Brain Tumors

Fig. 14.1
Case 1 Imaging. (a, b) Pretreatment axial and coronal T1 post-contrast MRIs demonstrate a ring-enhancing intra-axial mass with central necrosis. (c) Pretreatment axial FLAIR MRI demonstrates surrounding vasogenic edema that was managed with corticosteroids. (d) Posttreatment axial FLAIR MRI demonstrates a significant increase in vasogenic edema, which is now diffuse and encompasses the majority of the right cerebral hemisphere

According to Central Brain Tumor Registry of the United States, the annual incidence of primary CNS tumors is 22.36 cases per 100,000 people. Thus, it is estimated that there will be ~79,270 new cases of primary CNS tumors diagnosed in the United States (USA) in 2017. This includes both malignant (~26,070 new cases) and benign (~53,200 new cases) pathologies. The most common malignant primary CNS tumor is glioblastoma (GBM), a highly aggressive type of glioma that arises from glial cells. The most common benign primary CNS tumor is a meningioma, which arises from the arachnoid cap cells of the meninges. In the United States, ~17,000 deaths will be attributed to primary malignant CNS tumors in 2017 [1].

Metastatic CNS neoplasms are much more common than primary CNS neoplasms. It is estimated that 100,000 new cases of metastatic brain tumors are diagnosed in the United States each year. Furthermore, approximately 20–40% of cancer patients will develop brain metastases at some point in their disease course. The most common cancers to metastasize to the brain include lung, breast, and melanoma [2].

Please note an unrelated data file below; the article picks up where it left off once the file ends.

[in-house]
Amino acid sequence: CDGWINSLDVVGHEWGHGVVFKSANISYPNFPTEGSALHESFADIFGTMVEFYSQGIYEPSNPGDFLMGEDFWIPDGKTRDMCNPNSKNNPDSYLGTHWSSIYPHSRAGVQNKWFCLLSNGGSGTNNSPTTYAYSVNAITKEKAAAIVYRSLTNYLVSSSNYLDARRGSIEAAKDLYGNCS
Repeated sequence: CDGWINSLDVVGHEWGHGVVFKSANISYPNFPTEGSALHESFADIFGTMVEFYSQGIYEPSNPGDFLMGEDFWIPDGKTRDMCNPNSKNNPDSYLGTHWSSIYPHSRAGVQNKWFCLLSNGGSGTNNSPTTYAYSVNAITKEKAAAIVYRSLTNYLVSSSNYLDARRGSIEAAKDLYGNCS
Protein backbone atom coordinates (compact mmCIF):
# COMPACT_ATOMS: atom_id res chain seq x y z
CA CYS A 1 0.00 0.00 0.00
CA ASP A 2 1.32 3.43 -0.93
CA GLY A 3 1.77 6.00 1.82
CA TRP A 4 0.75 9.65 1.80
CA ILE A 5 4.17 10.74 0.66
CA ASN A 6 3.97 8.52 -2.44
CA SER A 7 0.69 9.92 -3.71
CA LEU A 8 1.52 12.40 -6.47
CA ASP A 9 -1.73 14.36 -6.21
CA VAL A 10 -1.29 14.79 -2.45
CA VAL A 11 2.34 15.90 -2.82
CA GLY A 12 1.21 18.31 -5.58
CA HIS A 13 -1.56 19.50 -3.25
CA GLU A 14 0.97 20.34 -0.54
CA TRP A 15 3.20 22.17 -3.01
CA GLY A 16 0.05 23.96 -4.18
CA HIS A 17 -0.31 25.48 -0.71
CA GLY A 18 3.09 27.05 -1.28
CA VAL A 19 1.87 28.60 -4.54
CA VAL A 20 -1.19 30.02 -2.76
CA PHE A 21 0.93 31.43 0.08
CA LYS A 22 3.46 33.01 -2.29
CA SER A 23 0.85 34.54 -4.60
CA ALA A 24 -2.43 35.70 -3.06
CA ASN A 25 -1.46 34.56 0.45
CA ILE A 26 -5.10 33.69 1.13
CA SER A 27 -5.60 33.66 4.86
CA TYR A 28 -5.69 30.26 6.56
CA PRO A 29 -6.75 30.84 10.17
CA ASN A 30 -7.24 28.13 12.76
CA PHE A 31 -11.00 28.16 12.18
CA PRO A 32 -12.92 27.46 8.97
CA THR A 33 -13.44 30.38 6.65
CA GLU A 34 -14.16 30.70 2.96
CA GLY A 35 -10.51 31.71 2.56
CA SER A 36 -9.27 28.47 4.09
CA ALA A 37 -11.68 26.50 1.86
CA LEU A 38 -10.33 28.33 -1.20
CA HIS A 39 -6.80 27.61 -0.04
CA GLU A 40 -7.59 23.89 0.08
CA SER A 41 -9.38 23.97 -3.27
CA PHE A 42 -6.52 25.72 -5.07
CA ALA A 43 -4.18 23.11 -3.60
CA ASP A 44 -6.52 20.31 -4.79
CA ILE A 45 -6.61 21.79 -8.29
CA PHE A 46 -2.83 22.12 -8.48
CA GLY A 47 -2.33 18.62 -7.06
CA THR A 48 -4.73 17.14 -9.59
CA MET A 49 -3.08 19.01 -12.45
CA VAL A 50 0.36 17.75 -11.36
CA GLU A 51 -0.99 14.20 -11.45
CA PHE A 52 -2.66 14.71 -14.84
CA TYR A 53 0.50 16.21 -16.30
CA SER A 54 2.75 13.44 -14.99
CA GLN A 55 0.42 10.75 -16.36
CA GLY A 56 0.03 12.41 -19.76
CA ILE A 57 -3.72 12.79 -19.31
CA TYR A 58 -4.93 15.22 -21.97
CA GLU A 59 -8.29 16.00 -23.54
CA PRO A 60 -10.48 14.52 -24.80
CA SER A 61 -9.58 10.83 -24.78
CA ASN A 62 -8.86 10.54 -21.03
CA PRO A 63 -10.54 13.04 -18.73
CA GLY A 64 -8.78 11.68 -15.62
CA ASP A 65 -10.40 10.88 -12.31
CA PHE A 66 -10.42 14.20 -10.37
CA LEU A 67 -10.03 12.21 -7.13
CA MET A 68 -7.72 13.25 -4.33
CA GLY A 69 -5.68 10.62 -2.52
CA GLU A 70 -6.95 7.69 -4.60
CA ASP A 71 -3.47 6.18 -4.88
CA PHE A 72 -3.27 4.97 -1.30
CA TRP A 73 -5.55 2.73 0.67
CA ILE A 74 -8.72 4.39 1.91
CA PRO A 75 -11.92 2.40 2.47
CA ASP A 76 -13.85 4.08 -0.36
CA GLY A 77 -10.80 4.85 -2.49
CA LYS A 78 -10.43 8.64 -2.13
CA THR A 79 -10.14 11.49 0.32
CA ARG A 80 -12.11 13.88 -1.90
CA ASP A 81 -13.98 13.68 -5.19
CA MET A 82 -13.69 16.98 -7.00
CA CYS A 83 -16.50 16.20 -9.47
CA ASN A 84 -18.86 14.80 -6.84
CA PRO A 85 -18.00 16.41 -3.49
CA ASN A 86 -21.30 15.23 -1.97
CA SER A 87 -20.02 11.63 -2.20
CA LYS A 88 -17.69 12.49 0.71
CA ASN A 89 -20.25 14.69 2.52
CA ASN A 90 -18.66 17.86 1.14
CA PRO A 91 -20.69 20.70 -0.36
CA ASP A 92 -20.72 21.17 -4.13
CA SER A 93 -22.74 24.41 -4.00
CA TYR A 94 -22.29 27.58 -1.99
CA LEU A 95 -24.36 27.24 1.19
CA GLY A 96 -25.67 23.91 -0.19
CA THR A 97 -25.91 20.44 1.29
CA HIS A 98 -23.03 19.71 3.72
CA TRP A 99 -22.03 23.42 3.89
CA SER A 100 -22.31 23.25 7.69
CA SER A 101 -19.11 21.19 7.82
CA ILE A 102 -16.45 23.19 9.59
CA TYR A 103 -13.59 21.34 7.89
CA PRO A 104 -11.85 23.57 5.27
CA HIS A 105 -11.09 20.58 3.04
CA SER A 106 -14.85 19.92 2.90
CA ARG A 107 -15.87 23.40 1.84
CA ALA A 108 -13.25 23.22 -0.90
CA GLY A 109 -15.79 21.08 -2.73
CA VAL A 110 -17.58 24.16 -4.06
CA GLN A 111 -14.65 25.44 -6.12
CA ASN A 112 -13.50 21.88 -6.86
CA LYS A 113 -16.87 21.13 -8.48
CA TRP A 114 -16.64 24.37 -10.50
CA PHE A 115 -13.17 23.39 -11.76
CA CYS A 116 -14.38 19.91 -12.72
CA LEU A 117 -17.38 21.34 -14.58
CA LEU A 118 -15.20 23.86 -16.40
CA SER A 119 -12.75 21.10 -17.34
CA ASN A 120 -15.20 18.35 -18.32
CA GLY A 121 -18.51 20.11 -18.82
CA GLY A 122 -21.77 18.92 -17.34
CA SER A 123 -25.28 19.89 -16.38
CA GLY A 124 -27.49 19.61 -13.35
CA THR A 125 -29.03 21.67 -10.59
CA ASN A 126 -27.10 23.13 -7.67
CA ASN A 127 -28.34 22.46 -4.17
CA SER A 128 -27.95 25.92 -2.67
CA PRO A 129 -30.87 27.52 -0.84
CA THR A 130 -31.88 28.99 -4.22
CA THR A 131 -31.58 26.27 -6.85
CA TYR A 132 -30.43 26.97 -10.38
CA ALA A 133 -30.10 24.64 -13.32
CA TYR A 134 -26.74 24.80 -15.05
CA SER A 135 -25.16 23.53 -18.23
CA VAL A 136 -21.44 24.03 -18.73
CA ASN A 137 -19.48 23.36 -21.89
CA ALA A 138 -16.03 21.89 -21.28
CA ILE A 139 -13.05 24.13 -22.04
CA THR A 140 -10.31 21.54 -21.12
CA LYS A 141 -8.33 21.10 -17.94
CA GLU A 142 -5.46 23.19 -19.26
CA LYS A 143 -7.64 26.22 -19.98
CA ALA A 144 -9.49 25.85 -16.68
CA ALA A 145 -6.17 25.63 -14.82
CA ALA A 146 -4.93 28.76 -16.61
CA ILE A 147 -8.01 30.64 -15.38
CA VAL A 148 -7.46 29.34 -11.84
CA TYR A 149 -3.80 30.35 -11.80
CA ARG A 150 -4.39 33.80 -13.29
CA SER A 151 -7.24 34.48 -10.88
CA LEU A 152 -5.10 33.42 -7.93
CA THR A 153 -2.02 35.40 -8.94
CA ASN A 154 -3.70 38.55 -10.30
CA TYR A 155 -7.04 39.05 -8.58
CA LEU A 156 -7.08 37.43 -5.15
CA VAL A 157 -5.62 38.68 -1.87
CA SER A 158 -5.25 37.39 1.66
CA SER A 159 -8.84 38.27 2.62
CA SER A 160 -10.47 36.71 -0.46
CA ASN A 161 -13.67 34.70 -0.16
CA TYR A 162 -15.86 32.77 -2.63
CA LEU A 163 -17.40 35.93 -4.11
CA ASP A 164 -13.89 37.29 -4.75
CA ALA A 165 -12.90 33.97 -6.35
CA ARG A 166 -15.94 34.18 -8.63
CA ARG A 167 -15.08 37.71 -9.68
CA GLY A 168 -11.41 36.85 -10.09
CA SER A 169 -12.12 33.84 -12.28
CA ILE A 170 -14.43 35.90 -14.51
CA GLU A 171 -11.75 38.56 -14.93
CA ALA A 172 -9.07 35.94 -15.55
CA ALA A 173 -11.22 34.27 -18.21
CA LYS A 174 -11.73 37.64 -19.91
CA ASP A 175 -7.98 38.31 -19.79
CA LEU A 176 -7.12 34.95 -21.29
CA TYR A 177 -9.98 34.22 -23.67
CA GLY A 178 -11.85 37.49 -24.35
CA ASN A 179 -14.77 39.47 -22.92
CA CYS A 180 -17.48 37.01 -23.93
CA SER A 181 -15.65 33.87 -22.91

Patients with brain tumors present to medical attention with a wide variety of signs and symptoms, depending on the size and location of the tumor. Tumors in relatively ineloquent locations (i.e., right frontal pole) often grow to a large size and present with generalized signs of mass effect such as headache, nausea/vomiting, and fatigue. In contrast, tumors in highly eloquent locations (i.e., left frontal operculum) may present at a much smaller size by causing focal neurologic deficits. Brain tumor patients also commonly present with seizures, vision changes, cognitive decline, sensory or motor deficits, and ataxia.

In general, treatments for brain tumor patients are directed toward two synergistic goals: improvement of neurologic function and improvement of oncologic outcome. These treatments can include surgical resection, chemotherapy, radiation, and medical management. Benign tumors are most often treated with surgical resection alone, although radiation may be required for surgically inaccessible skull base tumors. Malignant tumors most often require a combination of surgical resection, chemotherapy, and radiation. In this chapter, we will focus our attention on reviewing the management of common critical care issues that occur in brain tumor patients.

14.2 Case Presentations

14.2.1 Case 1

Thirty-eight-year-old right-handed male presents to medical attention with a rapidly progressive left hemiparesis. Intracranial imaging revealed a right frontal, intra-axial, enhancing mass lesion within the subcortical motor pathway (Fig. 14.1a–c). The patient was started on high-dose dexamethasone (10 mg initial bolus, followed by 4 mg every 6 h) and noted to have improvements in his motor exam the next day. Due to the location of the lesion, a stereotactic biopsy was performed; pathology revealed a glioblastoma. The patient was subsequently treated with adjuvant chemotherapy (temozolomide) and radiation, and steroids were slowly tapered.